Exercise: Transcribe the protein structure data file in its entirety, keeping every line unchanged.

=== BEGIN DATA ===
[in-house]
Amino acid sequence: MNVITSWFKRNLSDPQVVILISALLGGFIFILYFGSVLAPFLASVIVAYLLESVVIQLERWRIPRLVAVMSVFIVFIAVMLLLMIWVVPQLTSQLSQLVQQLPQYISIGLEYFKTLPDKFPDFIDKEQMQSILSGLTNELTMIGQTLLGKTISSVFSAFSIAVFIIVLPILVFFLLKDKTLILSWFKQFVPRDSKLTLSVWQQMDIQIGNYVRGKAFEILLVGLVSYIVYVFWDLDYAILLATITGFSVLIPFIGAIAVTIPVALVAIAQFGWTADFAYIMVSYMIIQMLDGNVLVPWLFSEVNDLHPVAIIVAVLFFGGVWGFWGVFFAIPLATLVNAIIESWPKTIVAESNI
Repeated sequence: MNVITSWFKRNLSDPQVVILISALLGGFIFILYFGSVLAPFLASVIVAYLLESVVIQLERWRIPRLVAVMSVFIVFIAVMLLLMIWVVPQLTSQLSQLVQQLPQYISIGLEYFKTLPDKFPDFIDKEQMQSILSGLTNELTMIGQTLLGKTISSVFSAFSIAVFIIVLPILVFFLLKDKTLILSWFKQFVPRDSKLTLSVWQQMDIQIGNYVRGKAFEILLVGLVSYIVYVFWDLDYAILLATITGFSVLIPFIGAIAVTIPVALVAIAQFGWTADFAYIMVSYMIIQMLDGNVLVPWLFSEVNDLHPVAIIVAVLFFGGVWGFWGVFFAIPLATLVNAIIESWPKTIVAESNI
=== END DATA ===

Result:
[in-house]
Amino acid sequence: MNVITSWFKRNLSDPQVVILISALLGGFIFILYFGSVLAPFLASVIVAYLLESVVIQLERWRIPRLVAVMSVFIVFIAVMLLLMIWVVPQLTSQLSQLVQQLPQYISIGLEYFKTLPDKFPDFIDKEQMQSILSGLTNELTMIGQTLLGKTISSVFSAFSIAVFIIVLPILVFFLLKDKTLILSWFKQFVPRDSKLTLSVWQQMDIQIGNYVRGKAFEILLVGLVSYIVYVFWDLDYAILLATITGFSVLIPFIGAIAVTIPVALVAIAQFGWTADFAYIMVSYMIIQMLDGNVLVPWLFSEVNDLHPVAIIVAVLFFGGVWGFWGVFFAIPLATLVNAIIESWPKTIVAESNI
Repeated sequence: MNVITSWFKRNLSDPQVVILISALLGGFIFILYFGSVLAPFLASVIVAYLLESVVIQLERWRIPRLVAVMSVFIVFIAVMLLLMIWVVPQLTSQLSQLVQQLPQYISIGLEYFKTLPDKFPDFIDKEQMQSILSGLTNELTMIGQTLLGKTISSVFSAFSIAVFIIVLPILVFFLLKDKTLILSWFKQFVPRDSKLTLSVWQQMDIQIGNYVRGKAFEILLVGLVSYIVYVFWDLDYAILLATITGFSVLIPFIGAIAVTIPVALVAIAQFGWTADFAYIMVSYMIIQMLDGNVLVPWLFSEVNDLHPVAIIVAVLFFGGVWGFWGVFFAIPLATLVNAIIESWPKTIVAESNI